‘They think differently’

by Keith Nunes
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KANSAS CITY — There was much discussion during the Grocery Manufacturers Association’s Leadership Forum in Colorado Springs earlier this month about consumers and what they want from food manufacturers, retailers and food service operators. The discussions touched on all of the traditional attributes of price, convenience, taste, transparency, and authenticity, to name a few. But Mark Batenic, chief executive officer of the Chicago-based retailer IGA, Inc., may have touched on an attribute many consumers may feel is lacking in the marketplace – leadership.

In an education session focused on the “digital store of the future” Mr. Batenic, speaking from the retailer’s perspective, said such demographic groups as millennials are looking to the industry for leadership.

“For us it’s meal solutions,” he said. “They (millennials) are looking for meal solutions (and) ideas. If you can provide recipes and solutions to them daily via a smart phone: That is where we are going to win.”

Mr. Batenic, who described himself as part of the “silver tsunami” demographic, encouraged executives in the audience with older children living outside the home to spend some time in their children’s kitchens looking at the products they buy.

“They are feeding their kids organic, they are buying fresh,” he said of his own children. “They are going to the supermarket three or four times per week. They are making more food. Plus, they are recycling like crazy.”

Most importantly he said — “They think differently.”

At retail, Mr. Batenic said new store formats have emerged to cater to changing consumer shopping preferences and that his firm is in the process of catching up. It is not a stretch to say many food and beverage company executives may feel the same.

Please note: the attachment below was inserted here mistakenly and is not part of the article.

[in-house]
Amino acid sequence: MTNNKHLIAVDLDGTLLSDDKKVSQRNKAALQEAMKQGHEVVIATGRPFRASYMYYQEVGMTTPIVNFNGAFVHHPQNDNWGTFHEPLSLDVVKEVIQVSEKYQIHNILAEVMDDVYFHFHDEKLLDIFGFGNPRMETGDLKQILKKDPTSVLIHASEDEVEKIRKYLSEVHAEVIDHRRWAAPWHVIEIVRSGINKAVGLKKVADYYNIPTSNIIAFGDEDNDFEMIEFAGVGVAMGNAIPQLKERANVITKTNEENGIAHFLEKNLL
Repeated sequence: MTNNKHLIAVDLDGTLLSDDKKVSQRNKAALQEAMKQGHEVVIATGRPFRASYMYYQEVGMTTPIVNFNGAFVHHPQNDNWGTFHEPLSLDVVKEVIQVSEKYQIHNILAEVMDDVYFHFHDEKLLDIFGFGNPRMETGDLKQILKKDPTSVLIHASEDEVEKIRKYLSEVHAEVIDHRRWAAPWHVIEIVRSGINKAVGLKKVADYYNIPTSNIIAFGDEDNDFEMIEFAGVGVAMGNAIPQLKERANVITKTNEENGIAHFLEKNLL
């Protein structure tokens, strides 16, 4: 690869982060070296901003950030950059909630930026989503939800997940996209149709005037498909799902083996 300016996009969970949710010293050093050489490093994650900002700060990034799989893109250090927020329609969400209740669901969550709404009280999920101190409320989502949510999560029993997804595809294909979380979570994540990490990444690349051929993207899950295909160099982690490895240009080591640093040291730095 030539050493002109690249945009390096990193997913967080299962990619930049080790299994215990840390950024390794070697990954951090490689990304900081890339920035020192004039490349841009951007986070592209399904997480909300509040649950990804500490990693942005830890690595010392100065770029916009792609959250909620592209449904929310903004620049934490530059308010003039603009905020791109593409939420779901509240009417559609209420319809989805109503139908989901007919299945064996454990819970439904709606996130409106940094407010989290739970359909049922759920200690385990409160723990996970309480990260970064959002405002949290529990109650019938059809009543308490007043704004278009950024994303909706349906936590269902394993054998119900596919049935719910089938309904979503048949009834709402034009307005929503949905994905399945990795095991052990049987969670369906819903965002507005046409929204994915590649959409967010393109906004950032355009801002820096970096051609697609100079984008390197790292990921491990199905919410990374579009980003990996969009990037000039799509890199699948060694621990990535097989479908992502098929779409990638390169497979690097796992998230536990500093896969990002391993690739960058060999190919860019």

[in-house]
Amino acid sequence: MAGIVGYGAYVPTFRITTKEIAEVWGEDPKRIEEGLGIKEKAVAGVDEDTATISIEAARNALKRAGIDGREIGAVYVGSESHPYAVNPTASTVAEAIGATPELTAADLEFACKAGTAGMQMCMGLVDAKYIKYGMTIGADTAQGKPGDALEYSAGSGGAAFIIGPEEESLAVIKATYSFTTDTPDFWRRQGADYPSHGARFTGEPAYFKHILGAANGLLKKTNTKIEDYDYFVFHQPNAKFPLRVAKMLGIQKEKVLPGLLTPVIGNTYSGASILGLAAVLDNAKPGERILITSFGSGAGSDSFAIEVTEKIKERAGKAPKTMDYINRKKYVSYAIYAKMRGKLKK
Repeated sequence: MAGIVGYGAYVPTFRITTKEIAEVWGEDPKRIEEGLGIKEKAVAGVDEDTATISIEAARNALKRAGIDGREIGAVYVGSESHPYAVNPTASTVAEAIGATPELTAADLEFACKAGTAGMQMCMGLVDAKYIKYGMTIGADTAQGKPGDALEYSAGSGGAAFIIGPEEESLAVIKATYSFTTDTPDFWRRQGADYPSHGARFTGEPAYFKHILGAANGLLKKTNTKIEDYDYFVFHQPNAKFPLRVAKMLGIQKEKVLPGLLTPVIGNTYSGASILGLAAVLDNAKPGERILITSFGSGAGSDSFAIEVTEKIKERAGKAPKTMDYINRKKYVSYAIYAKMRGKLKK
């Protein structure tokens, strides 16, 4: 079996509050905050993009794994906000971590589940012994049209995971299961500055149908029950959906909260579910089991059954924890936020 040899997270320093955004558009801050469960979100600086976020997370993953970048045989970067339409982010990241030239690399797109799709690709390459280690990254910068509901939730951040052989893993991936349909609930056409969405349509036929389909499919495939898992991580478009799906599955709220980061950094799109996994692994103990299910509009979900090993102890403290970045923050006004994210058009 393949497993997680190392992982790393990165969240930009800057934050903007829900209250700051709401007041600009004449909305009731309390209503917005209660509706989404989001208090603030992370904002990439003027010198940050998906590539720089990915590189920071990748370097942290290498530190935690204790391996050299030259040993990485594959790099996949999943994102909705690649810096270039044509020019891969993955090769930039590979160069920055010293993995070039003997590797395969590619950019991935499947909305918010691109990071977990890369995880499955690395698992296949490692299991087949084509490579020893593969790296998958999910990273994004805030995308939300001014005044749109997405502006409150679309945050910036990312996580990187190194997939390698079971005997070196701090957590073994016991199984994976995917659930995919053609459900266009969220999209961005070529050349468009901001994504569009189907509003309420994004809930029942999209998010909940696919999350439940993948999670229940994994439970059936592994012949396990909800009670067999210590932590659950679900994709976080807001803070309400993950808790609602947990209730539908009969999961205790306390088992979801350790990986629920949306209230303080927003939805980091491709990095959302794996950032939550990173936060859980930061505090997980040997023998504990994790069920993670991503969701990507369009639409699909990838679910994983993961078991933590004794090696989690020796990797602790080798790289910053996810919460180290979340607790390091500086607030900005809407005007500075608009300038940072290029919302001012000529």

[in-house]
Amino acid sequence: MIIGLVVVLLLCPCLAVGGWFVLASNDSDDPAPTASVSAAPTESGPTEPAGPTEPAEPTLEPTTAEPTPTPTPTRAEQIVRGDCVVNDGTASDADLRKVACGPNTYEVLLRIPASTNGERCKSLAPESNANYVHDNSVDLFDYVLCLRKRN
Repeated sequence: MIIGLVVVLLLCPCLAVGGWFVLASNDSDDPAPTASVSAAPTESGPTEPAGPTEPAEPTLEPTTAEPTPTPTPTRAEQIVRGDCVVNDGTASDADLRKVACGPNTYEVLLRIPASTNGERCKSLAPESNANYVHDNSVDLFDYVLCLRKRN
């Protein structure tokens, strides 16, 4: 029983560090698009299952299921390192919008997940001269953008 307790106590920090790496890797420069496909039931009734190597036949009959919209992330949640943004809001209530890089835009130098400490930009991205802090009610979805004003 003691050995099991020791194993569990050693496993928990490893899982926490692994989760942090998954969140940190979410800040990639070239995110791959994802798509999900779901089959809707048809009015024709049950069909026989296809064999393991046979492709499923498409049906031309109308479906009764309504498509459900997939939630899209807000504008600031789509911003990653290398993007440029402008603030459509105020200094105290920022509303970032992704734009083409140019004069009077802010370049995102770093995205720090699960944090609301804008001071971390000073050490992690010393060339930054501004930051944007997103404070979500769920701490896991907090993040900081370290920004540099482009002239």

During the G.M.A.’s Leadership Forum, representatives from the consultancy Deloitte discussed the preliminary findings of a study to be released in September that found the shift in consumer shopping and purchasing patterns to be far more pervasive than previously believed (Click here to read story). The study’s results fit with the sentiments Mr. Batenic expressed at the meeting.

Many food and beverage companies are in the process of catching up to the changing preferences of consumers. This is being done through reformulation, acquisition, adopting new forms of consumer engagement and making supply chain investments to capitalize on all sales channels. But future success in the marketplace is going to require more than the ability to adapt quickly. It will require reestablishing a leadership position in the marketplace that better understands what consumers want and puts a company and its brands at the point of change rather than behind it.

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